In the present study, the prevalence of PPD was 34.8%. In the present study, the prevalence of PPD was 34.8%. In a similar study conducted in Shiraz city southern Iran 20.3%, [20] corresponding rate was 22% in Sari city northern, [33] 34% in Tabriz city northwest, [34] 23% in Tehran capital, [35] and 32% in Hamadan city western the country [36]. (Figure 1). This result is similar to other reports in Middle East developing countries such as Iraq, Erbil city, Kurdistan region prevalence of PPD was 28.4% [37], and 37.1% in Bahraini women [38]. In African countries (Nigerian women 27. 2%) [39] and South America (Brazilian women 24.3%) [40], similar result has been reported. The present study was undertaken in Ilam city, western Iran, and nearby Iraqi border. Participants were mothers who almost gave birth during the eight-year bloody war of Iraq against Iran starting from 1981 onward. So they have seen all war-related problems and difficulties directly and therefore this may have effects on high prevalence of PPD in this region (Figure 2). Of course we are not claiming that increased PPD in border cities is solely due to the war issue, but this could be one of several known and unknown risk factors. However, differences in PPD among regions or countries can be partially explained by the effect of income on the mediation of risk factors.

653471.fig.001
Figure 1: Prevalence of PPD in different cities in Iran.
653471.fig.002
Figure 2: Map of study setting, Ilam, Iran.

Previous studies in different parts of Iran have shown significant association between PPD and age of partner, [33] socioeconomic status [20], number of children [8], parity [8], and pregnancy interval [32]. The current study showed that, compared with unemployment, employment was significantly associated with a positive risk of PPD. There were relationships between household income or educational levels and the risk of postpartum depression. A study in India showed a significant positive relationship between employment and PPD [41]. Null findings regarding employment have been observed in studies conducted in the United States [17], Brazil [42], Turkey [43], and Sweden [23]. The current findings are in agreement with these observations. In contrast, significant positive association was observed between unemployment and postpartum depression in research conducted in France [44], Sweden [24], Turkey [45], Ireland [46], and the United Kingdom [22]. The significant positive association that we observed between employment and PPD was likely to be ascribed to job stress and its limitations for women in Iran. In a meta-analysis of 46 studies, employees with low levels of job satisfaction were more likely to have raised levels of depression [18].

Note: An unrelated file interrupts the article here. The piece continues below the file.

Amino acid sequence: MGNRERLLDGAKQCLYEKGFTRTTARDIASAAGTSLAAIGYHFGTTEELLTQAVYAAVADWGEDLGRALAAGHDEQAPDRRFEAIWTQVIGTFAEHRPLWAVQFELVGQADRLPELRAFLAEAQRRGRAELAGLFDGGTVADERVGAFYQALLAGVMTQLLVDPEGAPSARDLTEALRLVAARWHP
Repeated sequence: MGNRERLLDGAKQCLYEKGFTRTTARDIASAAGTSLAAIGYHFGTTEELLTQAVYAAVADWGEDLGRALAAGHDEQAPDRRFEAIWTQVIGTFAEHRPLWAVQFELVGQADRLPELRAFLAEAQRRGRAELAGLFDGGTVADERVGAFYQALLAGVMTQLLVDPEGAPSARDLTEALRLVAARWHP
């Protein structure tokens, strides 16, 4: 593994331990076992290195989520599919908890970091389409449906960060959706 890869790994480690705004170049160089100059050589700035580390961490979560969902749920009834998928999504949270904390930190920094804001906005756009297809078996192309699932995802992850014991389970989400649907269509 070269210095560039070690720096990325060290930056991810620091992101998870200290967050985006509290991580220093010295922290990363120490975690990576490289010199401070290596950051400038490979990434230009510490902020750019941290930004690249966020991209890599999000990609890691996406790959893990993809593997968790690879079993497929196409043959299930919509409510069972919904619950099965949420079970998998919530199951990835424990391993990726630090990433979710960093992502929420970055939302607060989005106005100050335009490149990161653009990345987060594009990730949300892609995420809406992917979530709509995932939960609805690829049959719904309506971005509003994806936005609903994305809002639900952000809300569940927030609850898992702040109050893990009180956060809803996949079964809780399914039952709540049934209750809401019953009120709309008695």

No relationship was found between household income and PPD in the United States [17] and Australia [47]. The present results are variant with these findings but consistent with those reports of a positive association between low income and PPD in research that was conducted in the United States [5, 16, 19], Brazil [42], and Turkey [48]. Our finding of a positive association between educational level and PPD disagrees with results of research in the United States [13, 17], Brazil [42], Turkey [43], Australia [47], and Italy [6]. However, studies conducted in the United States [19], Turkey [45], and India [41] reported that a low educational level was positively related to the risk of PPD.

The present study was limited by using a questionnaire to determine PPD. The diagnosis of PPD was established with the EPDS, a self-report rating scale, rather than a clinician-administered structured diagnostic interview. Moreover, the validity and reliability of such tools have already been documented [30]. Due to significant association between prenatal and postnatal maternal depressions, it can be recommended that the Edinburgh questionnaire should routinely be used in the third trimester of pregnancy to diagnose susceptible mothers and to undertake preventive strategies and controlling approaches.

In conclusion, prevalence of PPD in western Iran was slightly higher than the corresponding rate from either national or international reports which could be in part due to socioeconomic status or cultural differences. Women should be routinely evaluated for postnatal depression, and those with lower education or income are likely to require further care from health services and should be given the benefit of mental health prevention programs. However, promotion of education and increasing the social welfare result in improving the socioeconomic program and may reduce the risk of PPD.

Conflict of Interests

The authors declare no conflict of interest.

Acknowledgments

This study was supported financially by Ilam University of Medical Sciences, Ilam, Iran.